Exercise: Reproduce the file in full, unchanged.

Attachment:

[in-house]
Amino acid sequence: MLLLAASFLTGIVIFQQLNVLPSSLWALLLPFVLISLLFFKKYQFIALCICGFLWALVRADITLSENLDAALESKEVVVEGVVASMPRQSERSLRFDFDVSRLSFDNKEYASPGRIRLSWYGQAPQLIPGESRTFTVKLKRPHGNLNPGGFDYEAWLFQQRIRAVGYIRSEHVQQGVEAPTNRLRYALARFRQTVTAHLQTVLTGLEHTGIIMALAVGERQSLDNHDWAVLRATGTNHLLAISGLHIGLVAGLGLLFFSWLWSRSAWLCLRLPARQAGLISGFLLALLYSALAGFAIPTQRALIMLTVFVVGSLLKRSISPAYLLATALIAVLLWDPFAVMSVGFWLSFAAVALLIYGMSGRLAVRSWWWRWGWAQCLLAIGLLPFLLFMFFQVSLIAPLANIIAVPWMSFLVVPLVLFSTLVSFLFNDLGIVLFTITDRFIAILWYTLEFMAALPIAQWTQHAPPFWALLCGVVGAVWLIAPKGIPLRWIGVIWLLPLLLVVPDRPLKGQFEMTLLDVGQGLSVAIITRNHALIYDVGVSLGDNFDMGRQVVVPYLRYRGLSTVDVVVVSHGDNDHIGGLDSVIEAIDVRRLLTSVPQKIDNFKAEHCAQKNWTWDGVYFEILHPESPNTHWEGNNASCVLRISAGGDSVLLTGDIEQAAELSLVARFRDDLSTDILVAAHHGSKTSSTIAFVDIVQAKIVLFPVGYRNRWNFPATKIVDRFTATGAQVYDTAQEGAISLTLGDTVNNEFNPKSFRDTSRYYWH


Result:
[in-house]
Amino acid sequence: MLLLAASFLTGIVIFQQLNVLPSSLWALLLPFVLISLLFFKKYQFIALCICGFLWALVRADITLSENLDAALESKEVVVEGVVASMPRQSERSLRFDFDVSRLSFDNKEYASPGRIRLSWYGQAPQLIPGESRTFTVKLKRPHGNLNPGGFDYEAWLFQQRIRAVGYIRSEHVQQGVEAPTNRLRYALARFRQTVTAHLQTVLTGLEHTGIIMALAVGERQSLDNHDWAVLRATGTNHLLAISGLHIGLVAGLGLLFFSWLWSRSAWLCLRLPARQAGLISGFLLALLYSALAGFAIPTQRALIMLTVFVVGSLLKRSISPAYLLATALIAVLLWDPFAVMSVGFWLSFAAVALLIYGMSGRLAVRSWWWRWGWAQCLLAIGLLPFLLFMFFQVSLIAPLANIIAVPWMSFLVVPLVLFSTLVSFLFNDLGIVLFTITDRFIAILWYTLEFMAALPIAQWTQHAPPFWALLCGVVGAVWLIAPKGIPLRWIGVIWLLPLLLVVPDRPLKGQFEMTLLDVGQGLSVAIITRNHALIYDVGVSLGDNFDMGRQVVVPYLRYRGLSTVDVVVVSHGDNDHIGGLDSVIEAIDVRRLLTSVPQKIDNFKAEHCAQKNWTWDGVYFEILHPESPNTHWEGNNASCVLRISAGGDSVLLTGDIEQAAELSLVARFRDDLSTDILVAAHHGSKTSSTIAFVDIVQAKIVLFPVGYRNRWNFPATKIVDRFTATGAQVYDTAQEGAISLTLGDTVNNEFNPKSFRDTSRYYWH